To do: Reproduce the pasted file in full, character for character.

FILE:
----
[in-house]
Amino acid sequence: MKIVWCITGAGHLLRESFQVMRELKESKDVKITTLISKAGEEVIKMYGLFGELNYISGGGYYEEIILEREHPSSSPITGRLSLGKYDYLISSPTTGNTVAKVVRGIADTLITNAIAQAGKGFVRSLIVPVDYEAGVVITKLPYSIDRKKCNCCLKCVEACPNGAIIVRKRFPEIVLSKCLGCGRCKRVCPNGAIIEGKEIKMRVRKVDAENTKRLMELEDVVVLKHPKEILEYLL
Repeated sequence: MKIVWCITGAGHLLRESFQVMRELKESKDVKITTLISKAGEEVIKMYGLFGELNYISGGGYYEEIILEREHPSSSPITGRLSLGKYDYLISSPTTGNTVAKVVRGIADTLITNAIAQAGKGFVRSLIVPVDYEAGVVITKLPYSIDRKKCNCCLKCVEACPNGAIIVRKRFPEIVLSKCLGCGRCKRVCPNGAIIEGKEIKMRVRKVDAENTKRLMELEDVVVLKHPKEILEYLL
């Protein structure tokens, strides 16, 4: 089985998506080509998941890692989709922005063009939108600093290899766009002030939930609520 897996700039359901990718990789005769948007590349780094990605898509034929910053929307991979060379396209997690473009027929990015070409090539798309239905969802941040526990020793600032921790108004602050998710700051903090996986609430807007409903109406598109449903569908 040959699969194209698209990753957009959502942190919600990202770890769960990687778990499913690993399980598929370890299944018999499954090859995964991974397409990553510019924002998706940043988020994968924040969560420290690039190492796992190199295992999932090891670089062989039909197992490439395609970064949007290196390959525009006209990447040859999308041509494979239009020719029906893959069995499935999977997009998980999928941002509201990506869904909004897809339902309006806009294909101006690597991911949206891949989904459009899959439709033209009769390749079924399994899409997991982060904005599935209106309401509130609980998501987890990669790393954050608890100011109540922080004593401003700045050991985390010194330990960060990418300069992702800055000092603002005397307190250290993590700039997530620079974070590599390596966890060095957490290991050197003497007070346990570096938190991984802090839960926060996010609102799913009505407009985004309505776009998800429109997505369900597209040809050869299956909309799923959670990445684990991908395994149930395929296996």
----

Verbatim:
[in-house]
Amino acid sequence: MKIVWCITGAGHLLRESFQVMRELKESKDVKITTLISKAGEEVIKMYGLFGELNYISGGGYYEEIILEREHPSSSPITGRLSLGKYDYLISSPTTGNTVAKVVRGIADTLITNAIAQAGKGFVRSLIVPVDYEAGVVITKLPYSIDRKKCNCCLKCVEACPNGAIIVRKRFPEIVLSKCLGCGRCKRVCPNGAIIEGKEIKMRVRKVDAENTKRLMELEDVVVLKHPKEILEYLL
Repeated sequence: MKIVWCITGAGHLLRESFQVMRELKESKDVKITTLISKAGEEVIKMYGLFGELNYISGGGYYEEIILEREHPSSSPITGRLSLGKYDYLISSPTTGNTVAKVVRGIADTLITNAIAQAGKGFVRSLIVPVDYEAGVVITKLPYSIDRKKCNCCLKCVEACPNGAIIVRKRFPEIVLSKCLGCGRCKRVCPNGAIIEGKEIKMRVRKVDAENTKRLMELEDVVVLKHPKEILEYLL
């Protein structure tokens, strides 16, 4: 089985998506080509998941890692989709922005063009939108600093290899766009002030939930609520 897996700039359901990718990789005769948007590349780094990605898509034929910053929307991979060379396209997690473009027929990015070409090539798309239905969802941040526990020793600032921790108004602050998710700051903090996986609430807007409903109406598109449903569908 040959699969194209698209990753957009959502942190919600990202770890769960990687778990499913690993399980598929370890299944018999499954090859995964991974397409990553510019924002998706940043988020994968924040969560420290690039190492796992190199295992999932090891670089062989039909197992490439395609970064949007290196390959525009006209990447040859999308041509494979239009020719029906893959069995499935999977997009998980999928941002509201990506869904909004897809339902309006806009294909101006690597991911949206891949989904459009899959439709033209009769390749079924399994899409997991982060904005599935209106309401509130609980998501987890990669790393954050608890100011109540922080004593401003700045050991985390010194330990960060990418300069992702800055000092603002005397307190250290993590700039997530620079974070590599390596966890060095957490290991050197003497007070346990570096938190991984802090839960926060996010609102799913009505407009985004309505776009998800429109997505369900597209040809050869299956909309799923959670990445684990991908395994149930395929296996």